National Anual Salary
National Hourly Wage
How do Curator salaries stack up to other jobs across the country? Based on the latest jobs data nationwide, Curator's can make an average annual salary of $56,990, or $27 per hour. On the lower end, they can make $37,740 or $18 per hour, perhaps when just starting out or based on the state you live in.
Salary Rankings And Facts
#303 Nationally for All Careers
Above Average Salary Nationally
Programs and Degrees
Here are the most common degrees for becoming a Curator. a is usually recommended and specifically a degree or coursework that prepares you for the particular field, see below.
Highest Education Among Curators
- 8.7% Doctorate
- 40% Masters
- 35% Bachelors
- 2.9% Associates
- 8.6% College
- 4.2% High School
- 0.6% Less than High School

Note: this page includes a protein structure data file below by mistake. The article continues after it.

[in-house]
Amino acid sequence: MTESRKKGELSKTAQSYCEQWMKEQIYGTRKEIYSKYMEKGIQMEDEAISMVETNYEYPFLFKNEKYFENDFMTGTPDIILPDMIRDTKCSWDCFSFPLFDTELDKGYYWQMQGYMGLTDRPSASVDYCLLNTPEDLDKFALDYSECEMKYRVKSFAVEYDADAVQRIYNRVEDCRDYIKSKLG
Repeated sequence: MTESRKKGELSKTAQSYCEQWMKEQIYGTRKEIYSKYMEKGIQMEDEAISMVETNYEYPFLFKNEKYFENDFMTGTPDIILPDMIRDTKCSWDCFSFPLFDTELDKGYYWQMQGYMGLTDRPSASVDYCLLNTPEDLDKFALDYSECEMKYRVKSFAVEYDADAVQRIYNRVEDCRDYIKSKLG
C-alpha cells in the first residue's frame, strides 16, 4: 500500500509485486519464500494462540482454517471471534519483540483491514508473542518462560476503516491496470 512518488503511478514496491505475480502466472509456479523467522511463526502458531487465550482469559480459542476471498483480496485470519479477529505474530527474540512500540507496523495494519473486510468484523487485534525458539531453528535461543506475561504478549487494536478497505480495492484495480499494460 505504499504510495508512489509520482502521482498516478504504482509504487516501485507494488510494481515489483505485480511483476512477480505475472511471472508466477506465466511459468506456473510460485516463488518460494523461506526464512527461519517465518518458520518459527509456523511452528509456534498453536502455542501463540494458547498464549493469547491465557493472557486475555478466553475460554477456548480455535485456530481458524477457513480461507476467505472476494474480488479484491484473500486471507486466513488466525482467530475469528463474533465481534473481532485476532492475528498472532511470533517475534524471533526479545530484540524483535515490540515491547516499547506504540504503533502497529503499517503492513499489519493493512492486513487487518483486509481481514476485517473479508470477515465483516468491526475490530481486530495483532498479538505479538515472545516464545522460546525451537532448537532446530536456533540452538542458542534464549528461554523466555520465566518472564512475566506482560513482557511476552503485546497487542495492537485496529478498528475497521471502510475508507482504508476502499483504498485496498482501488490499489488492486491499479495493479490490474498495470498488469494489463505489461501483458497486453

Job Growth Projections and Forecast
2014 Total Jobs13,100
2024 Est. Jobs14,100
Job Growth Rate7.6%
Est. New Jobs1,000
How does Curator job growth stack up to other jobs across the country? By 2024, there will be a change of 1,000 jobs for a total of 14,100 people employed in the career nationwide. This is a 7.6% change in growth over the next ten years, giving the career a growth rate nationwide of Above Average.
Growth Rankings And Facts
#293 Nationally for All Careers
Above Avg. Growth Nationally
What Companies Employ The Most Curators
|Industry||Current Jobs||New Jobs Needed||% Increase|
|Museums, historical sites, and similar institutions||6,000||600||1%|
|Colleges, universities, and professional schools; private||1,300||200||0%|